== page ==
When you’re running an ecommerce site, things can go left in a hurry. And if you don’t have access to the right information, diagnosing and fixing problems often becomes a lot harder than it needs to be.

Do you have access to analytics through your marketing pixels? Are there additional tags and heat maps you can use to get a sense of what your clients care about?

Many entrepreneurs are talented product developers and businesspeople. But data-informed marketing can feel like a slightly more specialized skill set. Once you start diving into the conversion rates, bounce rates, and traffic stats, however, you’ll wonder why you didn’t start sooner.

3. Look at Your Process

Think back to your experiences as a consumer.

Have you ever landed on a site and thought, “I want to buy this, but I’m not sure what the benefits are.”? How many times have you dealt with rude and unresponsive customer service after purchasing a product online? For many people, the answer to these questions is, “Too many!”.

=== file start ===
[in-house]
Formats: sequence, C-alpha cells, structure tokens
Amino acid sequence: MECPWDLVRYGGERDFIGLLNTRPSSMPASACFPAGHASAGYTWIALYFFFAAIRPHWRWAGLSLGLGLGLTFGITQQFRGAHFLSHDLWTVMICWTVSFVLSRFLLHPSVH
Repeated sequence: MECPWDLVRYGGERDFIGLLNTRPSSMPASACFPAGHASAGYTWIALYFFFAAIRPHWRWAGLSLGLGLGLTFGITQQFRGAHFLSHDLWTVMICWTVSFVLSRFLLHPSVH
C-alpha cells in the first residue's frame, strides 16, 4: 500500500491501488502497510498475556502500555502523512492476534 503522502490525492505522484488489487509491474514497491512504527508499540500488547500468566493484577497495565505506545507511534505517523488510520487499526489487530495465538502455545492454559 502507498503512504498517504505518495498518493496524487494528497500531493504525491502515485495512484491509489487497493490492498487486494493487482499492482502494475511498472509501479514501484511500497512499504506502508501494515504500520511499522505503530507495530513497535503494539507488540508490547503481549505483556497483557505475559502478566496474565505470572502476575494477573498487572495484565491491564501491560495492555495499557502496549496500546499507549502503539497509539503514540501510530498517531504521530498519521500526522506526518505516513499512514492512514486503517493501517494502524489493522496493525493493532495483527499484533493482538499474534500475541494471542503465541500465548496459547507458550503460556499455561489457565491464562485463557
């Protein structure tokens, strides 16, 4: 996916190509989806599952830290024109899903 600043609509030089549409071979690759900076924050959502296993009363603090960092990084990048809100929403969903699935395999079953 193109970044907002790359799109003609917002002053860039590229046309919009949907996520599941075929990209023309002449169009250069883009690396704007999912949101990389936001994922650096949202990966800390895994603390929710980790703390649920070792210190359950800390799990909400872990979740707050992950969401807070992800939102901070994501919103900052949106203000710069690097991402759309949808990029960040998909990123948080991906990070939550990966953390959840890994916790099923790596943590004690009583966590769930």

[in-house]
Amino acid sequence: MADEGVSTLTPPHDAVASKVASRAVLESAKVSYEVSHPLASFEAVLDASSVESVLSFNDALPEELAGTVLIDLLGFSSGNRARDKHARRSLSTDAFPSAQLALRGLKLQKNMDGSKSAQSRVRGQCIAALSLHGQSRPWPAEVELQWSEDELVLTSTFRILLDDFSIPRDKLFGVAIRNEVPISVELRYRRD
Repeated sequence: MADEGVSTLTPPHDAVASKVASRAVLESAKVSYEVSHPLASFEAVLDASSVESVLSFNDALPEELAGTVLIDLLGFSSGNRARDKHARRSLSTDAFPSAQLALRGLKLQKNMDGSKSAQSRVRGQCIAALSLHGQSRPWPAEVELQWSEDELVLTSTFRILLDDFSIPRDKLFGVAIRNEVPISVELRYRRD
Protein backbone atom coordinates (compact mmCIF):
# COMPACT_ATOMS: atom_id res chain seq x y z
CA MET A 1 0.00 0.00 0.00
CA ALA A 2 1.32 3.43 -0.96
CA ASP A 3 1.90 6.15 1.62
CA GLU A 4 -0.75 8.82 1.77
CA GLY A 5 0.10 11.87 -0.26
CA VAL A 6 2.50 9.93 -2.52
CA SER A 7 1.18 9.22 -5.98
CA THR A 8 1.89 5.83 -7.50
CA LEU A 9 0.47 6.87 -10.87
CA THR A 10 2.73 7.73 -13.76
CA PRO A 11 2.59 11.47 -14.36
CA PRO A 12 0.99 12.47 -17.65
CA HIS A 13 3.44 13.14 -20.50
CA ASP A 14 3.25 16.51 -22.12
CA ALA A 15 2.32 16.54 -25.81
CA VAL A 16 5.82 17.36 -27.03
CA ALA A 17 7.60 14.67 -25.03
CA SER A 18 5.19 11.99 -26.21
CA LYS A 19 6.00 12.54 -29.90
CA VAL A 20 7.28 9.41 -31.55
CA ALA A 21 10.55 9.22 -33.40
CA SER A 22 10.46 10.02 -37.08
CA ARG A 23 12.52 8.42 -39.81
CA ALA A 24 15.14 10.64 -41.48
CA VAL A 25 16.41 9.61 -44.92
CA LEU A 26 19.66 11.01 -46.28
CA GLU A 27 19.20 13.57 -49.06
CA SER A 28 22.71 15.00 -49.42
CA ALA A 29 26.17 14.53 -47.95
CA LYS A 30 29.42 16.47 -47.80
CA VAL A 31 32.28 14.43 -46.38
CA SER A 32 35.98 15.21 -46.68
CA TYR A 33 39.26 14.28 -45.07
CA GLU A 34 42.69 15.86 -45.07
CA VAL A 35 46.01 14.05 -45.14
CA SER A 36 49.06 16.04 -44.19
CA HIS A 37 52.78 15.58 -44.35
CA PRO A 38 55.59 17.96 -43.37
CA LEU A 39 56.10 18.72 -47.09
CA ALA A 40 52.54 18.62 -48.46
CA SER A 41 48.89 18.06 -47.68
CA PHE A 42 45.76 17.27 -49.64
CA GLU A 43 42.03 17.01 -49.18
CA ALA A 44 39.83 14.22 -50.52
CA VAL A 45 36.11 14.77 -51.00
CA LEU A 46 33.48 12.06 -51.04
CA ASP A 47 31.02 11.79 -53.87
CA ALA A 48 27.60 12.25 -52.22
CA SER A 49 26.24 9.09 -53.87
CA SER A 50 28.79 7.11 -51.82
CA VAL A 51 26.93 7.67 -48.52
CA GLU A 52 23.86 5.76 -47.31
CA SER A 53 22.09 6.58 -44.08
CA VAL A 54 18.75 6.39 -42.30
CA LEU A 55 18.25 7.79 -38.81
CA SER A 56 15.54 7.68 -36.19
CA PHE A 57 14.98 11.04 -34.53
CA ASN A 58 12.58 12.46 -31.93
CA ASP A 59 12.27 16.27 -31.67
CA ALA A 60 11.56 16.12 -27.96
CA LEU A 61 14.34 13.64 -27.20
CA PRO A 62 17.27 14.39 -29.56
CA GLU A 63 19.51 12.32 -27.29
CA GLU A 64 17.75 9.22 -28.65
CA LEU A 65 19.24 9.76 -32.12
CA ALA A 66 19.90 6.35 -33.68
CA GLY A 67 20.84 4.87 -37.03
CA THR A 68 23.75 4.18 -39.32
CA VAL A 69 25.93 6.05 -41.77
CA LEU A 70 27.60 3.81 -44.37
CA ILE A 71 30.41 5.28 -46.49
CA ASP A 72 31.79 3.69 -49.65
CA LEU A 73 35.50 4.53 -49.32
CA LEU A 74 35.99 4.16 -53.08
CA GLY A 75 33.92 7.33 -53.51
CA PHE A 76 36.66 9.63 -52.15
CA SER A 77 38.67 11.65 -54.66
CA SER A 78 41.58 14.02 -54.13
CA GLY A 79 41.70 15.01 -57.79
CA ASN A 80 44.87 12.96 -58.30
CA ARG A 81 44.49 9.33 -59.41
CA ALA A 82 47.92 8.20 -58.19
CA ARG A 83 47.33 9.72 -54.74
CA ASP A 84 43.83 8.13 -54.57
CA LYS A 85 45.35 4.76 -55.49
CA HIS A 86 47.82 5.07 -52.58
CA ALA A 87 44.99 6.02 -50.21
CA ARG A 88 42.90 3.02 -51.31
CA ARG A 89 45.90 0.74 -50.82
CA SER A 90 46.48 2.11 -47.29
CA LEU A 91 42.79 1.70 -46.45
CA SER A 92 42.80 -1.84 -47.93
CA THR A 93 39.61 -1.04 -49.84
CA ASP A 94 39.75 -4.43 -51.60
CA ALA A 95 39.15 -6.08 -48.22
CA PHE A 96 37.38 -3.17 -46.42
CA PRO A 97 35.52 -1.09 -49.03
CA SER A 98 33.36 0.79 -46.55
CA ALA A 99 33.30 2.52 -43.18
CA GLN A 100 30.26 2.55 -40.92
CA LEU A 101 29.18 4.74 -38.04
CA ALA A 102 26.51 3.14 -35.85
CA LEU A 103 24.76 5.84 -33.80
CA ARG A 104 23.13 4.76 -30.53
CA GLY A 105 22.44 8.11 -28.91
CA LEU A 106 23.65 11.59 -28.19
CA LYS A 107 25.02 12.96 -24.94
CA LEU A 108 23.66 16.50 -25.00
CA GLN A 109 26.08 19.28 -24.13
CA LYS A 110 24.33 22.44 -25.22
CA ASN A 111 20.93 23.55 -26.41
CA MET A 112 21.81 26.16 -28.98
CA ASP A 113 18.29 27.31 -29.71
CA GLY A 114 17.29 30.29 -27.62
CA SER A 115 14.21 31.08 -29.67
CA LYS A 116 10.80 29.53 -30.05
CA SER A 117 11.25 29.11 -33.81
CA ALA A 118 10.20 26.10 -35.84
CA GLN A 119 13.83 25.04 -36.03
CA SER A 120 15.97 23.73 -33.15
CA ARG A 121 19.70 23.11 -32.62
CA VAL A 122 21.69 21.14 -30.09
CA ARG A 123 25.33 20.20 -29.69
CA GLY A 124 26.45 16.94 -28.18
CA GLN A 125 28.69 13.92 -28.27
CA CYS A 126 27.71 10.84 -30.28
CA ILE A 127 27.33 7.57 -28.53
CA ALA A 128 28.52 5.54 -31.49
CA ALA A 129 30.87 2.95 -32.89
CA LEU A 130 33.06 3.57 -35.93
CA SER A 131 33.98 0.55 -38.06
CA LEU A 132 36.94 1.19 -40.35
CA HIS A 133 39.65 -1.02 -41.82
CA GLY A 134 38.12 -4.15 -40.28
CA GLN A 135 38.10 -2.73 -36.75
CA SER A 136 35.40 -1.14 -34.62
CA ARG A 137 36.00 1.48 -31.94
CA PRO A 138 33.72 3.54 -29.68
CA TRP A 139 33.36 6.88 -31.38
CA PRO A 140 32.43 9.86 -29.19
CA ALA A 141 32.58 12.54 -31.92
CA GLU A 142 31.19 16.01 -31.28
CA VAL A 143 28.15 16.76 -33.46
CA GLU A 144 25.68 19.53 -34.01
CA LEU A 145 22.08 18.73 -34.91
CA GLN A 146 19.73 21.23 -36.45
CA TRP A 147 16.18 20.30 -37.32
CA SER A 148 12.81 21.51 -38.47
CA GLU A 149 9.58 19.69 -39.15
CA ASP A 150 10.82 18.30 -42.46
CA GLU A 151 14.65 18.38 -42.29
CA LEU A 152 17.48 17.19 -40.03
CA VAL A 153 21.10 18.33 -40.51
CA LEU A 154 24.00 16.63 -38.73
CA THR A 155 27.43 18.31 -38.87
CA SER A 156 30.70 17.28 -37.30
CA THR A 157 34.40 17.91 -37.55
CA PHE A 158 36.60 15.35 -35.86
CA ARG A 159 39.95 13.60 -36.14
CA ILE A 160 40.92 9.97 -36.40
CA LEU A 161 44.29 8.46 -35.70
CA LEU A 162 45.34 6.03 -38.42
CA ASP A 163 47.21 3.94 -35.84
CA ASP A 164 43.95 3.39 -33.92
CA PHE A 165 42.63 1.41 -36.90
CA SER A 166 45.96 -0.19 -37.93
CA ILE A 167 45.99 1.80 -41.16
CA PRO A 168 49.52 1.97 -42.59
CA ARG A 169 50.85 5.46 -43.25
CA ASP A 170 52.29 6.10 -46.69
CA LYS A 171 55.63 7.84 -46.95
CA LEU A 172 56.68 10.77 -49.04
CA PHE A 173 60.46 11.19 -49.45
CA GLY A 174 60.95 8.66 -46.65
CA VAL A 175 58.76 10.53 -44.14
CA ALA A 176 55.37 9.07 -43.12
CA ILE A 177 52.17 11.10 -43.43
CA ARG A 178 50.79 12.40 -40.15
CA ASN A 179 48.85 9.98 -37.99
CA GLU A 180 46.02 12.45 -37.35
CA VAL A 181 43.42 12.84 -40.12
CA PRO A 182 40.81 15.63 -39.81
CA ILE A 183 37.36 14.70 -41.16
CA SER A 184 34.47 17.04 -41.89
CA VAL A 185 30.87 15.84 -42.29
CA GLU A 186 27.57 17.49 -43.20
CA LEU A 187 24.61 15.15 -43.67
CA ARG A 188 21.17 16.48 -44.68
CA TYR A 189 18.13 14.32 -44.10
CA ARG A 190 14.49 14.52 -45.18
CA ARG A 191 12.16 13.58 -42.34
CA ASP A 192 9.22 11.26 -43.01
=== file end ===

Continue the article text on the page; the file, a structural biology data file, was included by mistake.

For the purposes of this exercise, you’ll want to reflect on these less-than-ideal experiences while asking the question, “Is my ecommerce company doing anything that could be turning customers away?”.

Maybe the issue is that your site is too complicated. People feel like they have to click a dozen times before they can reach your checkout page and so they’re giving up after click number four.

Maybe you’re not clear about what the benefits of your product are. So folks are leaving your site with the impression that they should look into solving their current problems, but they’re not necessarily sold on the idea that your product is the solution that they’re looking for.

This process might be painful. Nobody likes to have their brainchild picked apart and put back together again. But in the end, your ecommerce store will likely be in much better shape in part because you took this step.

4. Add Upsells and Reminders